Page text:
|Born||18 December 1993|
Raetihi, New Zealand
|Education||Nga Tawa Diocesan School|
|Height||1.81 m (5 ft 11 in)|
|Weight||76 kg (168 lb)|
|Relatives||Jackie Gowler (sister)|
|Event(s)||Coxless pair, Coxless four, Eight|
Kerri Williams (née Gowler; born 18 December 1993) is a New Zealand rower. She is a national champion, an Olympic champion and double medallist, a three-time world champion and a current (2019) world champion in both the coxless pair and the women's eight.
Gowler was born in Raetihi in 1993. She is of Māori descent, affiliating with Rangitāne iwi. She received her education at Nga Tawa Diocesan School in Marton. The school first started to offer a rowing programme in 2008 and a year later, Gowler took this up. At the time, she was also competing as an equestrian but soon started focussing on rowing so much that she had to choose one of the sports. Her trainer told her three weeks after she had started rowing that she would one day represent New Zealand. Jackie Gowler, her younger sister by three years, took up rowing in 2010 inspired by her success; they have both made it into the New Zealand national rowing team. Their elder sister, Jaimee Gowler, remains active with horse riding. After school, Gowler became a member of the Aramoho Wanganui Rowing Club.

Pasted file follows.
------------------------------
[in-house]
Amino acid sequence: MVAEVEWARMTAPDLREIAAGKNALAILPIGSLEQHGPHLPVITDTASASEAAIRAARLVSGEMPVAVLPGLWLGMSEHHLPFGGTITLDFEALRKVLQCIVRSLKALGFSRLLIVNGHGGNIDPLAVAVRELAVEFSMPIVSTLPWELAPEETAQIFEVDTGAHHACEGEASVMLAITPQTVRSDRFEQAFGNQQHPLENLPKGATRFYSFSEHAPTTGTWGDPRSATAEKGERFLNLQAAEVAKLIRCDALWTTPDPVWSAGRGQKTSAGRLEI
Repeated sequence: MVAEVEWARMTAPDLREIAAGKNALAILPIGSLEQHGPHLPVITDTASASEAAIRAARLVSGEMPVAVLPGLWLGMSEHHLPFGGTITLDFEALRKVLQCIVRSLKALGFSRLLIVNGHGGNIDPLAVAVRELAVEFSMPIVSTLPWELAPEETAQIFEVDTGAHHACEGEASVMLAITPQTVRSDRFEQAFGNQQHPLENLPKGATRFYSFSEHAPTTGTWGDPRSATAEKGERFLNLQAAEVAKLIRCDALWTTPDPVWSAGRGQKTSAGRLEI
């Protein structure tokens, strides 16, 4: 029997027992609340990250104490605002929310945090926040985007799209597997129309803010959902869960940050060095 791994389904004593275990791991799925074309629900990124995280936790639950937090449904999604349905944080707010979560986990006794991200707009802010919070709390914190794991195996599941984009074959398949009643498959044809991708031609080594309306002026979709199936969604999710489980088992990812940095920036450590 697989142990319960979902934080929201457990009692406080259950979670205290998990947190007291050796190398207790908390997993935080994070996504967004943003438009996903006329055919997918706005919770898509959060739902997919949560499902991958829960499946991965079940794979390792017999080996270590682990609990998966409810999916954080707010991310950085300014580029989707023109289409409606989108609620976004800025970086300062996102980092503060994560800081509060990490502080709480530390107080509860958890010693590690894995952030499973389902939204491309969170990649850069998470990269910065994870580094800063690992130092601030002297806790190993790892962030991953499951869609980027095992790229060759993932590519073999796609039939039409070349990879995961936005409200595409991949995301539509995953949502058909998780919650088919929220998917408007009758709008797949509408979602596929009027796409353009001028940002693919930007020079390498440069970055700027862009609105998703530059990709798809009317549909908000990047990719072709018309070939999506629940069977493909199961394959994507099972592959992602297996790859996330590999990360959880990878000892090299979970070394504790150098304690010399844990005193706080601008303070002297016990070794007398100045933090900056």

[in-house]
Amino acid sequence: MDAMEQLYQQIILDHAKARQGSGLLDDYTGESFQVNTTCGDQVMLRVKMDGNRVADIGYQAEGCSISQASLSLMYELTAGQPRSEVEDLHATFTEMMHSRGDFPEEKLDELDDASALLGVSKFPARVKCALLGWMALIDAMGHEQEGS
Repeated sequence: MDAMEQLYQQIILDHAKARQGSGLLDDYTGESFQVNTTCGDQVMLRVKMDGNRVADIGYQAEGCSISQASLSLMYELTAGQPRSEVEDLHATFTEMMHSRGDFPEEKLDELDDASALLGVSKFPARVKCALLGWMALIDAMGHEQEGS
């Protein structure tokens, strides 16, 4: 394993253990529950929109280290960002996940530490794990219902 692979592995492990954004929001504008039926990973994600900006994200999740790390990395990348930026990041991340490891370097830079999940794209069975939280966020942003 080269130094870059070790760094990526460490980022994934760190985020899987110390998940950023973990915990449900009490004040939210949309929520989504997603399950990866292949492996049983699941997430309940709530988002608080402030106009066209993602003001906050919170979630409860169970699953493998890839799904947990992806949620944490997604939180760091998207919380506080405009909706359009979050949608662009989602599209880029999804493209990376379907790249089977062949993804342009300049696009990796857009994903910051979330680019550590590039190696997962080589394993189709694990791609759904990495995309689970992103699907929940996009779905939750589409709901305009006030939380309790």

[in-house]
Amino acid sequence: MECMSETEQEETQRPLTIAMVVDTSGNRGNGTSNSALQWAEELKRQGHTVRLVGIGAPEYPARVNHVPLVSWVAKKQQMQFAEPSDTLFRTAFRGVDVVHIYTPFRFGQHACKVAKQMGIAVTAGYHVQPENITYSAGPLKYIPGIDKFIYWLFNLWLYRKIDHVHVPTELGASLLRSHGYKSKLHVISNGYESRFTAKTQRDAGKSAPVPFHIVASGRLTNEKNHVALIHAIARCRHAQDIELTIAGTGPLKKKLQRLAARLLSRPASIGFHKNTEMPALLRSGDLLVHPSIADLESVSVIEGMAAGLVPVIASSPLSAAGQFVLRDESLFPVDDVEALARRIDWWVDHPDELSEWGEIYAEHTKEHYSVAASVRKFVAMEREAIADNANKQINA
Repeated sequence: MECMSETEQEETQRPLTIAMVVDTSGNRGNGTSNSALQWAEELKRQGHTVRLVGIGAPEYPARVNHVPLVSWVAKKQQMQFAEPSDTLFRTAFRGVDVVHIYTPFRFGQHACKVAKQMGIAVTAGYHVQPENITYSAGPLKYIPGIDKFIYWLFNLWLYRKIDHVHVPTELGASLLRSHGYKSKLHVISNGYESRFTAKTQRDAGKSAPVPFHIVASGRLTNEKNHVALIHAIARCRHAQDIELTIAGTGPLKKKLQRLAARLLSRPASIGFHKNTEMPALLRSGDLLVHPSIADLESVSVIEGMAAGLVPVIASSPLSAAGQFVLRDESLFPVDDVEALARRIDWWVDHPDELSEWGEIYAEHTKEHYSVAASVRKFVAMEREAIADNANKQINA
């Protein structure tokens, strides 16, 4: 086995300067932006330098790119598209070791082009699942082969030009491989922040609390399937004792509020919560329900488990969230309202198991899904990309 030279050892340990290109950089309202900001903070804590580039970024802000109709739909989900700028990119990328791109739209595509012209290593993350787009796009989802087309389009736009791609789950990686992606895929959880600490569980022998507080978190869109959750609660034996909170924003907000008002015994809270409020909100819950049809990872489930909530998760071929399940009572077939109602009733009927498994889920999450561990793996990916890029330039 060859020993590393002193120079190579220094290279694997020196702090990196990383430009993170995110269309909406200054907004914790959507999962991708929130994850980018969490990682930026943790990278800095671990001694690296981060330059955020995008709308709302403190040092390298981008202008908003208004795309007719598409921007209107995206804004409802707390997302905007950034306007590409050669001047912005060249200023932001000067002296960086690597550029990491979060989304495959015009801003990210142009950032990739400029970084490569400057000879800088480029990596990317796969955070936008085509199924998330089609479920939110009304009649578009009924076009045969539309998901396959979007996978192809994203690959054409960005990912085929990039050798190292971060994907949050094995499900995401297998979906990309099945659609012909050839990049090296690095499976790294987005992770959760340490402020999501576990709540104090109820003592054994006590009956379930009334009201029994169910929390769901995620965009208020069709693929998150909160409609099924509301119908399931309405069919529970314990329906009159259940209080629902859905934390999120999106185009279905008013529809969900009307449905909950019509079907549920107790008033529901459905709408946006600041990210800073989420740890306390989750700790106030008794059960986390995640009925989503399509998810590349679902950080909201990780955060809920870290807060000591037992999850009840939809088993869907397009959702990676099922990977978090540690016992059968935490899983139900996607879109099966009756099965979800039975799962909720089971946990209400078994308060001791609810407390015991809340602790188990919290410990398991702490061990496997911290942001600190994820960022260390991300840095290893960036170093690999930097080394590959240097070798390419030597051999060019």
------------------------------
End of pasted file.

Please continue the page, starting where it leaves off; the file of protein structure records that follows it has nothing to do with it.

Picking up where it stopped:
Gowler's international career started in 2013 with the women's eight. After participation in two World Rowing Cups she won the B-final at the 2013 World Rowing Championships in Chungju, South Korea. Gowler won the gold medal in the coxless four at the 2014 World Rowing Championships in Amsterdam alongside Kayla Pratt, Kelsey Bevan, and Grace Prendergast. With the women's eight, she came fourth at the 2016 Rio Olympics. She is New Zealand Olympian number 1278.
At the 2017 World Rowing Championships, she became world champion in the women's pair partnered with Prendergast. Gowler and Prendergast regained that title at the 2019 World Rowing Championships.
Competing at the 2020 Tokyo Olympics at the Sea Forest Waterway, Prendergast and Gowler won their heat, the semi-final in a new world best time (beaten ten minutes earlier by Greece in the first semi-final), and the A final, for Olympic gold. They also won the heat in the eight, just three hours after their pair's heat. In the final, the New Zealand eight won silver behind Canada.
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